D. EU Residents
If you are a resident or citizen of the European Community, you are generally entitled to access personal information that our Practice holds and to have inaccurate data corrected or removed to the extent our Practice has access to and/or maintains it. In certain circumstances, you also may have the right to object for legitimate reasons to the processing or transfer of personal information. If you wish to exercise any of these rights, please use the Contact Form to make a request.
E. DMCA POLICY
If you believe that your content has been reproduced in whole or in part, without transformative use (transformative use is defined by our Practice as adding something new, with a further purpose or different character, altering the source with new expression, meaning, or message), please follow our procedures for reporting copyright infringement.
The report must be submitted via email and must clearly and specifically indicate the exact location (URL), nature, and extent of each instance of allegedly infringing content, as well as the exact copyrighted material that is being infringed, as well as full and complete contact information for the copyright holder and/or an authorized agent.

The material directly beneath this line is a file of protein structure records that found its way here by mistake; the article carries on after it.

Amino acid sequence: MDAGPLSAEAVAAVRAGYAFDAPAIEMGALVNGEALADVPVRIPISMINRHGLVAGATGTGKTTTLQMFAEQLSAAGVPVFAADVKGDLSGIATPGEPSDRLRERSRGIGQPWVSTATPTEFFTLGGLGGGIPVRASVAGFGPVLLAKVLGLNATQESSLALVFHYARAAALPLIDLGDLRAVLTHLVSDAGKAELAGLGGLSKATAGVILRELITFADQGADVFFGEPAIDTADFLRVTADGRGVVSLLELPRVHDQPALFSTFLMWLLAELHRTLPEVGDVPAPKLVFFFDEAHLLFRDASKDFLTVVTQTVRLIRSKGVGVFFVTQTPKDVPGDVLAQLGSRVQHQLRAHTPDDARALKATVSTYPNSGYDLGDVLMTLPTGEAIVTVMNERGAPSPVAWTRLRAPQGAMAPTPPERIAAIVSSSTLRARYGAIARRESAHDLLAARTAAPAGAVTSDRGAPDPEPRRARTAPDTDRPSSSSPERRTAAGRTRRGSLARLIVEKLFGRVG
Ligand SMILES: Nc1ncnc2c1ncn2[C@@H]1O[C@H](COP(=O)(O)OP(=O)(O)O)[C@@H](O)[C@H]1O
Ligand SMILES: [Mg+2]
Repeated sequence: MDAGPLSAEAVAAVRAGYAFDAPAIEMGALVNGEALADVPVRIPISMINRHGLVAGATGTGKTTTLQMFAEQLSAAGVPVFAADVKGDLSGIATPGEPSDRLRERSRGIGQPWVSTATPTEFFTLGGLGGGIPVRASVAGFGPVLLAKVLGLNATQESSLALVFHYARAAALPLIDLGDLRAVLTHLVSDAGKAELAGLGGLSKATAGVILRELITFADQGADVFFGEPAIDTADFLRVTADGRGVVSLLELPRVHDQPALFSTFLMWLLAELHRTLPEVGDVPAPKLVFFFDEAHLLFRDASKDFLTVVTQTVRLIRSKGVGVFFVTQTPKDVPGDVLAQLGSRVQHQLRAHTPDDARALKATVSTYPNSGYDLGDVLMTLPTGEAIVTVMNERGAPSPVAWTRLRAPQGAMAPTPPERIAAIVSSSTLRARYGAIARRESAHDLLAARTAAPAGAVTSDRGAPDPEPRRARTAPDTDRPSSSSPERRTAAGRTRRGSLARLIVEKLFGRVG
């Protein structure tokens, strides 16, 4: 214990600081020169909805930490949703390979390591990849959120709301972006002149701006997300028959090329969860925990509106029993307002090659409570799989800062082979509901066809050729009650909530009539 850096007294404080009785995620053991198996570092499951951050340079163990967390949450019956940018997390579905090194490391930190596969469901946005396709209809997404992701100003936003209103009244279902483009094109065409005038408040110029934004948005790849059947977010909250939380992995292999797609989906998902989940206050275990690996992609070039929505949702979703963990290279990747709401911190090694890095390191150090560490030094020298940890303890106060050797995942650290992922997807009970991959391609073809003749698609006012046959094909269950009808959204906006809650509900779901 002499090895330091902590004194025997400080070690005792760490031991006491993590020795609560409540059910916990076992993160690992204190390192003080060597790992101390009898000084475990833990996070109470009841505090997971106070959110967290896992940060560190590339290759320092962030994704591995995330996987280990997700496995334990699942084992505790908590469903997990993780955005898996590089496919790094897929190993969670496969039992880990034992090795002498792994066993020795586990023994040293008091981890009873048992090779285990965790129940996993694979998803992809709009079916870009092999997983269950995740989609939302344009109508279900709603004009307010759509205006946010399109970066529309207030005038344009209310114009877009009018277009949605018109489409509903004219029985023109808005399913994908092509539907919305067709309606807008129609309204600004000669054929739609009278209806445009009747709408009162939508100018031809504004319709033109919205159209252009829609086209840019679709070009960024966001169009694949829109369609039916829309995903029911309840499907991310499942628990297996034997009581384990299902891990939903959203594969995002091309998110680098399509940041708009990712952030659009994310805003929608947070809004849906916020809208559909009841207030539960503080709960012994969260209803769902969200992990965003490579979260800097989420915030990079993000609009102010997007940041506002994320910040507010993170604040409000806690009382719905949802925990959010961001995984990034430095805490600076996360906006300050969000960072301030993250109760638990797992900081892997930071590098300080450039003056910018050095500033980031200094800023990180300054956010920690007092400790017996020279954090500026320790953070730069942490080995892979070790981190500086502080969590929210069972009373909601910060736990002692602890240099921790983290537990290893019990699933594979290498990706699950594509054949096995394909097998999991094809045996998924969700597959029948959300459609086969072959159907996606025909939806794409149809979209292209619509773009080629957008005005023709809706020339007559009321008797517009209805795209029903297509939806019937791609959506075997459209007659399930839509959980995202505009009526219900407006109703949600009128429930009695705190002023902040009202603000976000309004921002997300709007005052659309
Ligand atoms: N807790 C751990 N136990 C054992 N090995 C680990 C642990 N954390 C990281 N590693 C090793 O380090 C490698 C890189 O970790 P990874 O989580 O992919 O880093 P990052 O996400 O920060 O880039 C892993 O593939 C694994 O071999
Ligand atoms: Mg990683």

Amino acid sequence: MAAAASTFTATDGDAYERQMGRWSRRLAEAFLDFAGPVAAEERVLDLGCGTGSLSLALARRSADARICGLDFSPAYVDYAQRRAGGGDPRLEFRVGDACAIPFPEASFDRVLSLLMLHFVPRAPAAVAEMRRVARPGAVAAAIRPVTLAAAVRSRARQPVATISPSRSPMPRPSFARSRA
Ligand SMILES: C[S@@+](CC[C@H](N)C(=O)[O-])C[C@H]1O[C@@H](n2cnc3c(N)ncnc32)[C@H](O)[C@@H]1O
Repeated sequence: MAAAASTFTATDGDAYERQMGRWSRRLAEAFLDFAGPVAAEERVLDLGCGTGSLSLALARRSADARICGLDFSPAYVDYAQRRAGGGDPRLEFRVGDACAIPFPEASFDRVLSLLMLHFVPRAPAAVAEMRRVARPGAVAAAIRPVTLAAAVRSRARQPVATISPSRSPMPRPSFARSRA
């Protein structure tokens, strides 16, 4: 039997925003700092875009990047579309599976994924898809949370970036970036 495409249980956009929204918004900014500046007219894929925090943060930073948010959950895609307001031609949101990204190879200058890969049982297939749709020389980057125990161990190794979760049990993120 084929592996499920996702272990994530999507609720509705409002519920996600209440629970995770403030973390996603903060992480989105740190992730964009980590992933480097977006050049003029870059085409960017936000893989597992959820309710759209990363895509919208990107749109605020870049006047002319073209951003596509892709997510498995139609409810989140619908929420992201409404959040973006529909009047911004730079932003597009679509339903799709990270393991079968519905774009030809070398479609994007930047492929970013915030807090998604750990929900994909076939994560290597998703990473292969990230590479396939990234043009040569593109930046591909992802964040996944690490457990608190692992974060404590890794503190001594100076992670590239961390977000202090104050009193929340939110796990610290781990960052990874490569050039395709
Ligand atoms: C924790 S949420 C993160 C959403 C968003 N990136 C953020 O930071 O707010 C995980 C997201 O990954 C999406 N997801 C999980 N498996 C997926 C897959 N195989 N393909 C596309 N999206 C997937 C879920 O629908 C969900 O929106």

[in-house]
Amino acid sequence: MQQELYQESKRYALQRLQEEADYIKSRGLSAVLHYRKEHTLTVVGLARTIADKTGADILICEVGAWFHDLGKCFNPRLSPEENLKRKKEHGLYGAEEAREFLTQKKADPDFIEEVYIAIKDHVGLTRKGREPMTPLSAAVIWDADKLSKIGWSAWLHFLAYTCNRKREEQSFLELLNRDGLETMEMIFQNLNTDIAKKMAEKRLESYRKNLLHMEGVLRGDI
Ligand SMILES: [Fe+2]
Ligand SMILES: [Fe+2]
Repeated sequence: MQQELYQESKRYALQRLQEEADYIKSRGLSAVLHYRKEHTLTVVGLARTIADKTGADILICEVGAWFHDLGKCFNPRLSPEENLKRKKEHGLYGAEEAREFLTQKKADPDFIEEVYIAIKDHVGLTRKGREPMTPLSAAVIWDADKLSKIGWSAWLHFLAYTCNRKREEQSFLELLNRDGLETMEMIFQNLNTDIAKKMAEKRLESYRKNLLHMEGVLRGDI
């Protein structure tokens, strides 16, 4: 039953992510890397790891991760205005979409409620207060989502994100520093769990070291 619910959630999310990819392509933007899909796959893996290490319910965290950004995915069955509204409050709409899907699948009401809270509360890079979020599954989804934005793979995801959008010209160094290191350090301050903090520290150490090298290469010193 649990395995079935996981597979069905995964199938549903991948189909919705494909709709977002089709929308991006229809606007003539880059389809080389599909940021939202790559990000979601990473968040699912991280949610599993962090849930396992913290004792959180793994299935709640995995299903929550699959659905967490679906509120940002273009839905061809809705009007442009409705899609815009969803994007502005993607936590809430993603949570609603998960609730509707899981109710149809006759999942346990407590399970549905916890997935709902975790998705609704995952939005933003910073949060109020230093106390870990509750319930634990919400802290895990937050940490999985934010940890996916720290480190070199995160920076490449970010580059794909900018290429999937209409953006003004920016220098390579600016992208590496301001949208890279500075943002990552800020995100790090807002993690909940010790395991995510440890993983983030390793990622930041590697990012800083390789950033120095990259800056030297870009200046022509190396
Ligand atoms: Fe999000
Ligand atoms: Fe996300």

To file a copyright infringement notification with us, you will need to send a communication to us with all of the following information in it, using this format:
Include a statement telling us that you have found Content on our Practice which you believe infringes your copyright (for example, “I hereby confirm that I believe the article identified below infringes my copyright”).